TORONTO, May 23, 2019 – A new initiative to transform how we respond to youth homelessness will bring academic research and community expertise together to shift the focus from simply providing emergency housing to preventing young people from becoming homeless in the first place.
The Making the Shift – Youth Homelessness Social Innovation Lab (MtS) is being led jointly by the Canadian Observatory on Homelessness and A Way Home Canada. It received a $17.9-million commitment from the Government of Canada earlier this year through the Networks of Centres of Excellence program. The network partners spoke about MtS at York University today, along with Adam Vaughan, MP for Spadina-Fort York and Parliamentary Secretary to the Minister of Families, Children and Social Development.
Based at York University, the Canadian Observatory on Homelessness (COH) conducts and mobilizes homelessness research from across Canada and beyond. A Way Home Canada is a national coalition reimagining solutions to youth homelessness through transformations in policy, planning and practice. Working as a collaborative partnership, the two organizations will research the challenges in addressing youth homelessness, design policy and practice that is driven by evidence and – within five years – provide communities with the tools they need to prevent youth homelessness.
In Canada, 35,000 to 40,000 young people between the ages of 13 and 24 experience homelessness over the course of a year; on any given night there are at least 6,000. The current approach of providing ad hoc emergency services and support for a limited time leaves young people vulnerable to further trauma, criminal exploitation, poor health and social and economic exclusion, says Stephen Gaetz, CEO and President, Canadian Observatory on Homelessness (COH) and Scientific Director of the new MtS network. It is not only an ineffective approach, Gaetz says, but emergency services cost an estimated $7 billion a year annually.
“We know the best way to reduce the number of homeless youths is to provide them with the supports they need to prevent them from falling into homelessness in the first place, and if they do become homeless, to get them into stable housing as quickly as possible,” says Gaetz, a professor in York’s Faculty of Education. “We need to enhance our understanding of what works, why it works, for whom and in what contexts. To do this, we will collaborate with community partners, all levels of government and, most importantly, people who have firsthand experience of youth homelessness.”
Research and knowledge mobilization efforts will focus on youth homelessness and sustainable exits from it, paying particular attention to Indigenous youth and LGBTQ2S youth, who are disproportionately affected by homelessness.
“We will use the knowledge generated through this research to transform the systems that drive young people into homelessness,” says Melanie Redman, CEO and President, A Way Home Canada, and Partnership and Implementation Director for the MtS network. “As a national coalition, we can bring organizations, governments and communities together to align their strategies and resources, so we can have a real impact on preventing and ending youth homelessness.”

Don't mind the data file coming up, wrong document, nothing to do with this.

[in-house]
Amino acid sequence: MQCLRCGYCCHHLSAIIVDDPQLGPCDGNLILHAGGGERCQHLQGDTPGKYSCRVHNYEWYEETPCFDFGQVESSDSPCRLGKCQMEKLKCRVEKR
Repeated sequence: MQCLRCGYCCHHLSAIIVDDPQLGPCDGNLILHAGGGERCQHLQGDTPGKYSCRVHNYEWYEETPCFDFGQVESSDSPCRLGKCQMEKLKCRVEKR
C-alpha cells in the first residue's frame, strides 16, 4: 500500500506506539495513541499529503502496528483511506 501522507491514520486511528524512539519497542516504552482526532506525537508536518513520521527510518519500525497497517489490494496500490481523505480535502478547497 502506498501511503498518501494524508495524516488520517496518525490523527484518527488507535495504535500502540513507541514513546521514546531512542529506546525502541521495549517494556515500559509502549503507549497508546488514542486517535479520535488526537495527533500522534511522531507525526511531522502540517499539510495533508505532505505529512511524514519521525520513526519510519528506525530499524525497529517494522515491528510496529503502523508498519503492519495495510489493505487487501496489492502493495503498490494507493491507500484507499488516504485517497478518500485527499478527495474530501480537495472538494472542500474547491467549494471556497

The MtS network will mobilize community workers, government, charitable funders, young people and researchers from many universities across Canada to work together on a number of research themes and priority projects. These include, for example:
- Strategies to prevent young people who are leaving child protection services or institutional settings from becoming homeless
- Supports to youths and their families to help them return home or move into new accommodation in a safe way
- Helping young people to exit homelessness by providing them with supporting needs that go beyond housing
- Providing access to health, mental health and addictions support
- Responding to the Truth and Reconciliation Commission’s Calls to Action, to support Indigenous youth who are homeless or at risk of being homeless.
"The best way to end homelessness is to stop pushing people out of homes and into precarious situations. Nowhere is this more important than with youth. Ending youth homelessness must be the priority if we are to solve this crisis nationally. The Canadian Observatory on Homelessness and A Way Home are leading the way on this issue in Canada."
– Adam Vaughan, MP, Spadina-Fort York, Parliamentary Secretary responsible for Housing and Urban Affairs (Ministry of Families, Children and Social Development)
“Making the Shift is an example of the local and global impact that York is always striving to make through our academic programming, research and related creative activities. Our community is proud to be part of MtS’s efforts to understand the needs of youth in Canada and to provide them with better, safer and more sustainable housing options, and we appreciate the federal government’s support for innovative initiatives that create transformative solutions.”
– Rhonda Lenton, President and Vice-Chancellor, York University
A Way Home Canada is a national coalition reimagining solutions to youth homelessness through transformations in policy, planning and practice. For more information: awayhome.ca, @AWayHomeCa